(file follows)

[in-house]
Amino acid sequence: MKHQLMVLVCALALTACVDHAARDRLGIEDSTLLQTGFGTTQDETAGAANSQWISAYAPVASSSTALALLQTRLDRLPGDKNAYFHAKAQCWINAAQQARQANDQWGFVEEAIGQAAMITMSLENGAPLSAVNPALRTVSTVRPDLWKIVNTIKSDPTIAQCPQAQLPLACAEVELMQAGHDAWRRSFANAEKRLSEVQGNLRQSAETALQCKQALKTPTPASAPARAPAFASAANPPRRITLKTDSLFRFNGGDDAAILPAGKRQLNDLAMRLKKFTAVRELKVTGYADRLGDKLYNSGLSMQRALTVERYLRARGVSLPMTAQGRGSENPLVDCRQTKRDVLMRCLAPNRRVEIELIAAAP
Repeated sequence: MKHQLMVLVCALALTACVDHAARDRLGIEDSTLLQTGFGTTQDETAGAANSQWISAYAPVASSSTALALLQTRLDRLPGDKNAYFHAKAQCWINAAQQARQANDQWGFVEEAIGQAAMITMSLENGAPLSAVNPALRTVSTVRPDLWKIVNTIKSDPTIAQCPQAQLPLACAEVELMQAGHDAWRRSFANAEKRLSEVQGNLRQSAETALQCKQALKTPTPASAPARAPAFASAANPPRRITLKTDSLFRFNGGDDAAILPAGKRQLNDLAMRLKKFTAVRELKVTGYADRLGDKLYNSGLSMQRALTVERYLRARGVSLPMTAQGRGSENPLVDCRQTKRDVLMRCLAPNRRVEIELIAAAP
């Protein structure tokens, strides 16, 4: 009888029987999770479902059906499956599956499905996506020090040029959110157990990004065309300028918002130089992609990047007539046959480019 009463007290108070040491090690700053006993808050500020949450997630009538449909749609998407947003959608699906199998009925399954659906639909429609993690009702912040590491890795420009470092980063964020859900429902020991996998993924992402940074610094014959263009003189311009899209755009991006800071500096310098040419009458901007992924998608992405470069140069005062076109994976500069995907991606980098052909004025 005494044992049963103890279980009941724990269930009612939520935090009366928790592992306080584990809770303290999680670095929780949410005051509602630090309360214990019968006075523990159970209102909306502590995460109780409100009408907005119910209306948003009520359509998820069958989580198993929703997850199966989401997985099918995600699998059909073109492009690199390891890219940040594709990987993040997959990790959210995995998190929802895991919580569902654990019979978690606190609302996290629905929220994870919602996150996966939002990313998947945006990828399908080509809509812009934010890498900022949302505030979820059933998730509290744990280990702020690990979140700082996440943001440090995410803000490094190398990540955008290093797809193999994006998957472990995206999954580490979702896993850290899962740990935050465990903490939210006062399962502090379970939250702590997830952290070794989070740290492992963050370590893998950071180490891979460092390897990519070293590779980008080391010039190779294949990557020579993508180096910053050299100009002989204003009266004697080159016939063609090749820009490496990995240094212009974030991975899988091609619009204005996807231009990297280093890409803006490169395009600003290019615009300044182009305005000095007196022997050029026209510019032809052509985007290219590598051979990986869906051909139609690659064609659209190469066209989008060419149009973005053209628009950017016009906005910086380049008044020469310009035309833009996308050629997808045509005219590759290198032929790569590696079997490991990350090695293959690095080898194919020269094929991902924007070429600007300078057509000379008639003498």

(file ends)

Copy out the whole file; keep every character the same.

[in-house]
Amino acid sequence: MKHQLMVLVCALALTACVDHAARDRLGIEDSTLLQTGFGTTQDETAGAANSQWISAYAPVASSSTALALLQTRLDRLPGDKNAYFHAKAQCWINAAQQARQANDQWGFVEEAIGQAAMITMSLENGAPLSAVNPALRTVSTVRPDLWKIVNTIKSDPTIAQCPQAQLPLACAEVELMQAGHDAWRRSFANAEKRLSEVQGNLRQSAETALQCKQALKTPTPASAPARAPAFASAANPPRRITLKTDSLFRFNGGDDAAILPAGKRQLNDLAMRLKKFTAVRELKVTGYADRLGDKLYNSGLSMQRALTVERYLRARGVSLPMTAQGRGSENPLVDCRQTKRDVLMRCLAPNRRVEIELIAAAP
Repeated sequence: MKHQLMVLVCALALTACVDHAARDRLGIEDSTLLQTGFGTTQDETAGAANSQWISAYAPVASSSTALALLQTRLDRLPGDKNAYFHAKAQCWINAAQQARQANDQWGFVEEAIGQAAMITMSLENGAPLSAVNPALRTVSTVRPDLWKIVNTIKSDPTIAQCPQAQLPLACAEVELMQAGHDAWRRSFANAEKRLSEVQGNLRQSAETALQCKQALKTPTPASAPARAPAFASAANPPRRITLKTDSLFRFNGGDDAAILPAGKRQLNDLAMRLKKFTAVRELKVTGYADRLGDKLYNSGLSMQRALTVERYLRARGVSLPMTAQGRGSENPLVDCRQTKRDVLMRCLAPNRRVEIELIAAAP
């Protein structure tokens, strides 16, 4: 009888029987999770479902059906499956599956499905996506020090040029959110157990990004065309300028918002130089992609990047007539046959480019 009463007290108070040491090690700053006993808050500020949450997630009538449909749609998407947003959608699906199998009925399954659906639909429609993690009702912040590491890795420009470092980063964020859900429902020991996998993924992402940074610094014959263009003189311009899209755009991006800071500096310098040419009458901007992924998608992405470069140069005062076109994976500069995907991606980098052909004025 005494044992049963103890279980009941724990269930009612939520935090009366928790592992306080584990809770303290999680670095929780949410005051509602630090309360214990019968006075523990159970209102909306502590995460109780409100009408907005119910209306948003009520359509998820069958989580198993929703997850199966989401997985099918995600699998059909073109492009690199390891890219940040594709990987993040997959990790959210995995998190929802895991919580569902654990019979978690606190609302996290629905929220994870919602996150996966939002990313998947945006990828399908080509809509812009934010890498900022949302505030979820059933998730509290744990280990702020690990979140700082996440943001440090995410803000490094190398990540955008290093797809193999994006998957472990995206999954580490979702896993850290899962740990935050465990903490939210006062399962502090379970939250702590997830952290070794989070740290492992963050370590893998950071180490891979460092390897990519070293590779980008080391010039190779294949990557020579993508180096910053050299100009002989204003009266004697080159016939063609090749820009490496990995240094212009974030991975899988091609619009204005996807231009990297280093890409803006490169395009600003290019615009300044182009305005000095007196022997050029026209510019032809052509985007290219590598051979990986869906051909139609690659064609659209190469066209989008060419149009973005053209628009950017016009906005910086380049008044020469310009035309833009996308050629997808045509005219590759290198032929790569590696079997490991990350090695293959690095080898194919020269094929991902924007070429600007300078057509000379008639003498």